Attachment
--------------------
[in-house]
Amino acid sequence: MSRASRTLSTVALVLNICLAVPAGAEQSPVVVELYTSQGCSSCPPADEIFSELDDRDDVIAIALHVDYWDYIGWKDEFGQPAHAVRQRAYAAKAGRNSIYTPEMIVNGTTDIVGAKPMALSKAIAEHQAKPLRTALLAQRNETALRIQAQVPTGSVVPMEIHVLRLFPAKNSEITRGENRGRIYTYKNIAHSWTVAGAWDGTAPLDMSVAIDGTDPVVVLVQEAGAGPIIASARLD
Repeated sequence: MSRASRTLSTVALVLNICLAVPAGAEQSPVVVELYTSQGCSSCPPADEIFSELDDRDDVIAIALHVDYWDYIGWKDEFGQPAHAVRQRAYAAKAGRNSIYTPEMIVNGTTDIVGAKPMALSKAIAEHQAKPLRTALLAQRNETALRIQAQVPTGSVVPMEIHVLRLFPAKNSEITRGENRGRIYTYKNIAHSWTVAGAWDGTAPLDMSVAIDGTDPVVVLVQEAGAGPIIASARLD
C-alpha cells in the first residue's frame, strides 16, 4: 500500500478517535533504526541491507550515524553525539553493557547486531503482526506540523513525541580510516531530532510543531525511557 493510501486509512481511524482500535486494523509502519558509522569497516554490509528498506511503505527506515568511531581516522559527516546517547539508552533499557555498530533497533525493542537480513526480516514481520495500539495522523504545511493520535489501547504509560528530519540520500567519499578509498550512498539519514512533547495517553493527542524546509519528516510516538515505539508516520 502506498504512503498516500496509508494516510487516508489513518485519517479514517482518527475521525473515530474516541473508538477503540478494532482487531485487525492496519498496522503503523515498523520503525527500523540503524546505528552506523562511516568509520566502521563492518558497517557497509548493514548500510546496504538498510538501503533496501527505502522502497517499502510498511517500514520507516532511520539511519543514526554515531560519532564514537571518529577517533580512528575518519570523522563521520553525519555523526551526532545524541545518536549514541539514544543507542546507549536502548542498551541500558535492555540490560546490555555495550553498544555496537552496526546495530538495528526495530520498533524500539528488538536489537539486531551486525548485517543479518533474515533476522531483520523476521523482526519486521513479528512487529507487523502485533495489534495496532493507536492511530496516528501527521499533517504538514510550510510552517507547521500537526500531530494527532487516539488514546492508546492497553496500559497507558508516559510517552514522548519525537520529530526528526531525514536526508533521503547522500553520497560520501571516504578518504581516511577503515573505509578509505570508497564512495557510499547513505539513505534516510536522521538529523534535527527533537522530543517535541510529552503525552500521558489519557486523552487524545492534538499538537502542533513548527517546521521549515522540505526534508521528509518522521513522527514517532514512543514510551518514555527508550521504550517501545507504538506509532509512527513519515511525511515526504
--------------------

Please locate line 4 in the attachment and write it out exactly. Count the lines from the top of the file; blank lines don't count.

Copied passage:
C-alpha cells in the first residue's frame, strides 16, 4: 500500500478517535533504526541491507550515524553525539553493557547486531503482526506540523513525541580510516531530532510543531525511557 493510501486509512481511524482500535486494523509502519558509522569497516554490509528498506511503505527506515568511531581516522559527516546517547539508552533499557555498530533497533525493542537480513526480516514481520495500539495522523504545511493520535489501547504509560528530519540520500567519499578509498550512498539519514512533547495517553493527542524546509519528516510516538515505539508516520 502506498504512503498516500496509508494516510487516508489513518485519517479514517482518527475521525473515530474516541473508538477503540478494532482487531485487525492496519498496522503503523515498523520503525527500523540503524546505528552506523562511516568509520566502521563492518558497517557497509548493514548500510546496504538498510538501503533496501527505502522502497517499502510498511517500514520507516532511520539511519543514526554515531560519532564514537571518529577517533580512528575518519570523522563521520553525519555523526551526532545524541545518536549514541539514544543507542546507549536502548542498551541500558535492555540490560546490555555495550553498544555496537552496526546495530538495528526495530520498533524500539528488538536489537539486531551486525548485517543479518533474515533476522531483520523476521523482526519486521513479528512487529507487523502485533495489534495496532493507536492511530496516528501527521499533517504538514510550510510552517507547521500537526500531530494527532487516539488514546492508546492497553496500559497507558508516559510517552514522548519525537520529530526528526531525514536526508533521503547522500553520497560520501571516504578518504581516511577503515573505509578509505570508497564512495557510499547513505539513505534516510536522521538529523534535527527533537522530543517535541510529552503525552500521558489519557486523552487524545492534538499538537502542533513548527517546521521549515522540505526534508521528509518522521513522527514517532514512543514510551518514555527508550521504550517501545507504538506509532509512527513519515511525511515526504